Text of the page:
Other Paris train stations, including Gare de St. Lazare, immortalized by Impressionist painters, were built earlier in the 19th century. They are all huge barn-like structures with ornate cast iron and glass. The Gare d'Orsay was rescued from dilapidation to become the celebrated Musee d'Orsay, but stations like the Gare de Lyon are still serving train travelers.
Taking a train from the Gare de Lyon is an amazing experience - the station is both magnificent and tatty - a soaringly beautiful structure with peeling paint, fake palm trees, pigeons and sparrows begging fast-food crumbs from back-packed travelers. It makes an American wonder what it would have been like had Pennsylvania Station been saved, and in use today.
The Gare de Lyon has a secret treasure, though. If you climb the stairs in the center of the main waiting room, and pass through a revolving door, you'll find yourself in what writer M.F.K. Fisher described as:
"One of the most amazing public dining rooms I have ever seen or even imagined. The ceiling is very high and elaborate. The windows are tall, looking on one side upon a goodly part of Paris, and then to the right into and under the endless stretch of grey glass roof over all the tracks that come to a dead stop down below... Switzerland, Italy, Spain, the Near East, all France to the south...."
"The walls, between and above the great lace hung windows, are covered with more than forty murals of every possible scenic delight that the Paris-Lyon-Mediterranean trains could offer their travelers at the turn of the century, mostly peopled by plump Edwardian diplomats in top hats, and famous divas and courtesans in filmy garden frocks or even bathing dresses, all frolicking discreetly against breath-taking landscapes."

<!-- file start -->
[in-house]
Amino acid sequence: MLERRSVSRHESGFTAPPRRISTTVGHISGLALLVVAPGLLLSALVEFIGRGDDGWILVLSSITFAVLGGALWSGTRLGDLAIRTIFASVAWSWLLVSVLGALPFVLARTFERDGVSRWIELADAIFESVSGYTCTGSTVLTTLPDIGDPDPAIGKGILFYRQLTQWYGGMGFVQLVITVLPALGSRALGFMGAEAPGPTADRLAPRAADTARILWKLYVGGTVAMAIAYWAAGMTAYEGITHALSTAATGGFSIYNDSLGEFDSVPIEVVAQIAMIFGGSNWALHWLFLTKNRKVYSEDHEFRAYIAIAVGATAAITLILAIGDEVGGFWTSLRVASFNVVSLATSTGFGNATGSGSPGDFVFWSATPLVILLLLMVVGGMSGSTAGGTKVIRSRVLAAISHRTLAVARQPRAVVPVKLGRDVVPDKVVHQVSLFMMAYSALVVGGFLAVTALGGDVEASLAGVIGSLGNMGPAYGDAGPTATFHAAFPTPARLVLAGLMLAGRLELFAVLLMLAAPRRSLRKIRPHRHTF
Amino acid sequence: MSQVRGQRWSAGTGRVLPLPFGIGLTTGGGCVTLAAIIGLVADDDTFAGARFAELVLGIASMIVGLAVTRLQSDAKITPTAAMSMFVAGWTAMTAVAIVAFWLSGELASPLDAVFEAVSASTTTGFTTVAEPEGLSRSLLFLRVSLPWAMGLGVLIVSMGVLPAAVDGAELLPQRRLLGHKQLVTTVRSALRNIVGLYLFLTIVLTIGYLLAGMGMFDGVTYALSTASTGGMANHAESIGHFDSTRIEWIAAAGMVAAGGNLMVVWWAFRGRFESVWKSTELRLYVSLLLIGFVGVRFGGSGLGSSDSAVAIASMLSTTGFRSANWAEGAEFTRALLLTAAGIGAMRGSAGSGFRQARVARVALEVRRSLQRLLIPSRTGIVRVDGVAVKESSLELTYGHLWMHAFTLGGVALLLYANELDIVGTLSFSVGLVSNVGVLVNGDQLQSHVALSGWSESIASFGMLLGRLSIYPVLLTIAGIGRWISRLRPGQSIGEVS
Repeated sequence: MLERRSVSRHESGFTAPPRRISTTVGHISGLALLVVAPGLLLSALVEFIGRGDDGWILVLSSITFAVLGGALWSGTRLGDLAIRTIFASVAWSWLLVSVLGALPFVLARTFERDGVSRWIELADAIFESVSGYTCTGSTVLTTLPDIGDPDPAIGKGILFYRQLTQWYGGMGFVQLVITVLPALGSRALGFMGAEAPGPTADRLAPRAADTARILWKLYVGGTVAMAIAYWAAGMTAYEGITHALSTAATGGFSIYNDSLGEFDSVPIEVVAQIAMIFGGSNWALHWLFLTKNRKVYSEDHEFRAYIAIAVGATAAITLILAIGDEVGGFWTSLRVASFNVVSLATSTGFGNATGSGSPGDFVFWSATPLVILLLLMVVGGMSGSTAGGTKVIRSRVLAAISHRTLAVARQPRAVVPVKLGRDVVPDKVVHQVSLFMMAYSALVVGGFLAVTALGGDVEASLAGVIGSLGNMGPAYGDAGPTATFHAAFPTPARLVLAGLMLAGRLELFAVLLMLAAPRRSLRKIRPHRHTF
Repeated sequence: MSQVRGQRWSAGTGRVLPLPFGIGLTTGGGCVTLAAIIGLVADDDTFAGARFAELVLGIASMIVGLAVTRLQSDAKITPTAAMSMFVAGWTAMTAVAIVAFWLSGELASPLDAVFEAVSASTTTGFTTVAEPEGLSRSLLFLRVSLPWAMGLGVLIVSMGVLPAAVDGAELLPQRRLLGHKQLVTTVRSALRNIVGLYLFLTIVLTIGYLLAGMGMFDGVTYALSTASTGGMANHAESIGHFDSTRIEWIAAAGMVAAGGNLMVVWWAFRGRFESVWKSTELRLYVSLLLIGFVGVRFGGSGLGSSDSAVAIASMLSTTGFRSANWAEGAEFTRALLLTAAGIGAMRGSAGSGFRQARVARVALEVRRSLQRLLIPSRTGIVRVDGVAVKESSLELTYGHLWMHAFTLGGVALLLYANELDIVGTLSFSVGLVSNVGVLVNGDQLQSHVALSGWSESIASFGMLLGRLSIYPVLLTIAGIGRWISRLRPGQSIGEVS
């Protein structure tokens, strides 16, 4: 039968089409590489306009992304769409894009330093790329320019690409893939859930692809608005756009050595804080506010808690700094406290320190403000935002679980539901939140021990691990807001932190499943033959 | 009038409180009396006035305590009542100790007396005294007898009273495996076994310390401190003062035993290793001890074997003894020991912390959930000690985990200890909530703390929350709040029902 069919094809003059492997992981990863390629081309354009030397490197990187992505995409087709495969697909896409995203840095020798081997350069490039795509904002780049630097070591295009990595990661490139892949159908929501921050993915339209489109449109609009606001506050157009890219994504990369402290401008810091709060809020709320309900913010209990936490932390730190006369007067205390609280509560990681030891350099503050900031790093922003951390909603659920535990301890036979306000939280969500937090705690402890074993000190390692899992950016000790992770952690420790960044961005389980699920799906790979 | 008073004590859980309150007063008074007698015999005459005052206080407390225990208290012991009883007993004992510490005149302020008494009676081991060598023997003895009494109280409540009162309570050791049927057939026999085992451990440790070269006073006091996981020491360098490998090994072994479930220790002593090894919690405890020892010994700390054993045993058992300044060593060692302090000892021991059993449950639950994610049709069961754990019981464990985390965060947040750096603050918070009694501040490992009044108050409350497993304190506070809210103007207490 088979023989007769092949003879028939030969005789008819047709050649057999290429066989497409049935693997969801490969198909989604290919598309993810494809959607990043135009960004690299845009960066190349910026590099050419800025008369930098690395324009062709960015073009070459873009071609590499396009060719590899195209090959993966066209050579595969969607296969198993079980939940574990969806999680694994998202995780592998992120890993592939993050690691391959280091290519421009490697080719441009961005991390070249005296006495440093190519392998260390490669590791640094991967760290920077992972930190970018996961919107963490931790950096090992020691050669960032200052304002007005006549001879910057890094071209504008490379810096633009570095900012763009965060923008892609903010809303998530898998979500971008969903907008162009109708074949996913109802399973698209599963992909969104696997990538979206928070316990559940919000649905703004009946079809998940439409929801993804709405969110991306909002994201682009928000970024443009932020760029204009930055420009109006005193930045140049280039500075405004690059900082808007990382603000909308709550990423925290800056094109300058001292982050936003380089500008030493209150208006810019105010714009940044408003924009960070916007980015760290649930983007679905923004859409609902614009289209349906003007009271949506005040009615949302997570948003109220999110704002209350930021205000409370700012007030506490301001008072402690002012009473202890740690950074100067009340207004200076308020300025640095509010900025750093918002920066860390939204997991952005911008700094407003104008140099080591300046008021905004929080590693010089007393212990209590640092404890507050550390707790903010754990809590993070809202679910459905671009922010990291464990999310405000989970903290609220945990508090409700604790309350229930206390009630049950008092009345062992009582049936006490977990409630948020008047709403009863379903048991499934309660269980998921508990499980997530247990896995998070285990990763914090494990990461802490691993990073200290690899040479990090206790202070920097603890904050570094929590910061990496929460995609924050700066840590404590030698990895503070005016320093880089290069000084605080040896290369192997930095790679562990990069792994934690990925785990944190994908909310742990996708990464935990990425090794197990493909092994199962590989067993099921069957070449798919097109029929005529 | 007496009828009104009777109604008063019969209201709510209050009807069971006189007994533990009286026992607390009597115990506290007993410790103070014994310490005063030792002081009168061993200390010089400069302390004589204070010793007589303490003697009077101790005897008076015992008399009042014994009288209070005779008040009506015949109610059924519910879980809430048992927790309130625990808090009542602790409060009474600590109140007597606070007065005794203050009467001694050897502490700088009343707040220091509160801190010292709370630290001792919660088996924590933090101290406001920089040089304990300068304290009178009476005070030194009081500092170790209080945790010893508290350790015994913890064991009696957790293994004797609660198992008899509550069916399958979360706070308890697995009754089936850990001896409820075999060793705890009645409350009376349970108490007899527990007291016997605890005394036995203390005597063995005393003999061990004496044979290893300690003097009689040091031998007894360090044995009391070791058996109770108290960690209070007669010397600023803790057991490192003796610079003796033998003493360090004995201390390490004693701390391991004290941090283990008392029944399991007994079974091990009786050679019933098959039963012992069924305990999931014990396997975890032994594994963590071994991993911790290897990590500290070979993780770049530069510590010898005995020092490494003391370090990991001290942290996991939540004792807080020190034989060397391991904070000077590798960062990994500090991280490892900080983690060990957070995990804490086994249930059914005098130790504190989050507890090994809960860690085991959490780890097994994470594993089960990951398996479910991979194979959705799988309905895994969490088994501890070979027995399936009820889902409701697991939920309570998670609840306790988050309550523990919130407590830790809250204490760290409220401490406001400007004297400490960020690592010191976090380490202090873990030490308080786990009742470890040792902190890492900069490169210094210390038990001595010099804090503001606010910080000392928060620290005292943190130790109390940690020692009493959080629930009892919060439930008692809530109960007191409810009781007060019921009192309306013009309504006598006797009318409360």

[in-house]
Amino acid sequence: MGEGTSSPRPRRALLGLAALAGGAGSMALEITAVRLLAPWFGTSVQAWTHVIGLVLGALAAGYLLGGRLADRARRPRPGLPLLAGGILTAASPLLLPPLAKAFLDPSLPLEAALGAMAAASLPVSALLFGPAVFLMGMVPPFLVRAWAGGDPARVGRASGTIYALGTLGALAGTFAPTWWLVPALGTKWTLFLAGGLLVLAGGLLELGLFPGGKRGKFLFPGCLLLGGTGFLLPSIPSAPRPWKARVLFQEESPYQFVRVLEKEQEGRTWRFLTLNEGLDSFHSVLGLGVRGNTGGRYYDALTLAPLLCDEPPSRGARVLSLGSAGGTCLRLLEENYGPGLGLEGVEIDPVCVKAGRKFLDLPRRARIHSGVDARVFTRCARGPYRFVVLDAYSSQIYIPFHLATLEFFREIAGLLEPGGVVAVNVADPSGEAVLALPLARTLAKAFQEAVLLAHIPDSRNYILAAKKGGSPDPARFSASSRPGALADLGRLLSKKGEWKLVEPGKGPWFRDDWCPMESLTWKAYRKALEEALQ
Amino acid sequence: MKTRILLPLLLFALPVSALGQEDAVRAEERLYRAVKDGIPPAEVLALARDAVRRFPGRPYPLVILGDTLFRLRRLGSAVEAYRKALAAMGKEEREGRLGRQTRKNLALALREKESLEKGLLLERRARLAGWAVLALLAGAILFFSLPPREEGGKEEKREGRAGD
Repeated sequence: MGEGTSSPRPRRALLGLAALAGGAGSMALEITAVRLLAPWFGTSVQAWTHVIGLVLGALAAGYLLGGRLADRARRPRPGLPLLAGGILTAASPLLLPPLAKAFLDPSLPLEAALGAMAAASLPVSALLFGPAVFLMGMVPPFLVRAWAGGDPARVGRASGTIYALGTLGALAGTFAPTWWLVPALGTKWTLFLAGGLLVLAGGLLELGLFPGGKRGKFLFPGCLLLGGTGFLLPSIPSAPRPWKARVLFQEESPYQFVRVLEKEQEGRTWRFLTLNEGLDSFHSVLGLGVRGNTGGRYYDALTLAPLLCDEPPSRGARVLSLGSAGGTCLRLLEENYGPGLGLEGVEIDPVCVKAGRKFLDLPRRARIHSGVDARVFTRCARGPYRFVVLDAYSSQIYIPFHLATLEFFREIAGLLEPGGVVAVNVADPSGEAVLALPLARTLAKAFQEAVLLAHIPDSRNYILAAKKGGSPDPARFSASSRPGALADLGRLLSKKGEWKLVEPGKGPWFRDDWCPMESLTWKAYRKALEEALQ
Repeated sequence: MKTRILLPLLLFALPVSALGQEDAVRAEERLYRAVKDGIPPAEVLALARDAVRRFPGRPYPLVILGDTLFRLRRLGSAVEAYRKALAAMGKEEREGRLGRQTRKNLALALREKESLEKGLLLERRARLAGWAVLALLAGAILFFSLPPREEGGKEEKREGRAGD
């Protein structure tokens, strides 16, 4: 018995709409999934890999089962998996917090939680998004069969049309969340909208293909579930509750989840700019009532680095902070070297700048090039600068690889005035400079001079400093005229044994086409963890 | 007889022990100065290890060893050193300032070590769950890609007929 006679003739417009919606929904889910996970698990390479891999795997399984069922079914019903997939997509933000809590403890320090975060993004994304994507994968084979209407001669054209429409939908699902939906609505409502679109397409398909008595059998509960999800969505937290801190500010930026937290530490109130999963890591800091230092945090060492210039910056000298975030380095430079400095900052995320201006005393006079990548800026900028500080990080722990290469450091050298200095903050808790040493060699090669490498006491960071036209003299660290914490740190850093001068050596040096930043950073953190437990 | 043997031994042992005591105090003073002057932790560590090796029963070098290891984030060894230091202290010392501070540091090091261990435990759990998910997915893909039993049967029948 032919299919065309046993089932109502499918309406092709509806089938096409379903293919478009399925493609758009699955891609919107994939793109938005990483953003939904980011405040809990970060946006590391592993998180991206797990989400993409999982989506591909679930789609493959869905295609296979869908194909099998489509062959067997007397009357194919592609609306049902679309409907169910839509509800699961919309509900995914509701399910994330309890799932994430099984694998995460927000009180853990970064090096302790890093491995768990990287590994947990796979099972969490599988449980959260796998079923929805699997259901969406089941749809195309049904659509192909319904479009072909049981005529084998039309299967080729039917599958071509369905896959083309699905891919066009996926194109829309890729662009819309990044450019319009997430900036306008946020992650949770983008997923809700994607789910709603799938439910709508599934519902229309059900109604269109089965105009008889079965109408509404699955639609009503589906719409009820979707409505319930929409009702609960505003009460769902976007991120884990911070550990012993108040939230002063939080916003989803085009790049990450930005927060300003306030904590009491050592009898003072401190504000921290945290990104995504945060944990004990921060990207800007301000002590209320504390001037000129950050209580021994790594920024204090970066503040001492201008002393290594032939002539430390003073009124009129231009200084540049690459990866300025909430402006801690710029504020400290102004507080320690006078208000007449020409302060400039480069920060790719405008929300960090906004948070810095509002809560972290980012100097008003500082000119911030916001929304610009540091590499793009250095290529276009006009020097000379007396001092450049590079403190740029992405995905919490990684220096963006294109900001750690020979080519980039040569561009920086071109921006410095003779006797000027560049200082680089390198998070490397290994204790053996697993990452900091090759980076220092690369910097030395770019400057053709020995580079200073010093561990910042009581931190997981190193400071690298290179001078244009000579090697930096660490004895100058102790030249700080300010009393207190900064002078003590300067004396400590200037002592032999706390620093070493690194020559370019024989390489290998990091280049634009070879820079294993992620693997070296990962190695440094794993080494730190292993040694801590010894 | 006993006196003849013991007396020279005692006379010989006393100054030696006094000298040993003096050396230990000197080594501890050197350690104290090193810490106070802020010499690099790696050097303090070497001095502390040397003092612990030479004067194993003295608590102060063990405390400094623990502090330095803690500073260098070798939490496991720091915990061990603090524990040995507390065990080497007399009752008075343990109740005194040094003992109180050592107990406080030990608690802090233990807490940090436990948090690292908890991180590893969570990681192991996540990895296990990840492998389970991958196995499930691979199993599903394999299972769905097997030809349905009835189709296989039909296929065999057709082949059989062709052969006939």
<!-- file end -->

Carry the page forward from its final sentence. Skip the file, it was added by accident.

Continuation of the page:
It was known as the Buffet de la Gare de Lyon, or simply the Station Buffet, until 1963 when it was renamed Le Train Bleu, to memorialize the famous train by that name, which ran from Paris to the Cote d'Azur.
Fisher had known the restaurant during its heyday, in the years between World Wars, when she and her husband Al took the train from the Gare de Lyon to Dijon, where they lived while he earned his doctorate. In her book "The Gastronomical Me," she describes a meal taken there with her father and mother in 1937.
She also knew this room as time took its toll, and in the '60s visited at a time when the restaurant was run-down, tattered, and rumored to be destroyed. In 1972 it was granted status as a historical monument, and restored.
In the book "As They Were," Fisher describes the finish of a solitary meal taken in the restaurant around that time:
"I ate small dark raspberries with the rest of the wine, and leaned back to look at the ceiling crammed with color, in carved gilded curlicues, high above the incredible walls covered with their gaudily leering murals, all gold-scarlet-blue, a gigantic jumble of snowy Alps, fishing boats, trains, women, politicians, vineyards….."Le Train Bleu has a full menu and serves complete dinners, but to tell the truth, the food isn't the reason to come here. The bar, located under the tall clock tower, serves drinks during the afternoon when full service is closed, and that's how we chose to experience it on the afternoon we returned to Paris.
You can sit in the overstuffed leather couches and sip a Kir while you marvel at the decor. It's a true Paris treasure, and one available to everybody - a touch of fin de siecle luxury that can be had for the price of a cocktail.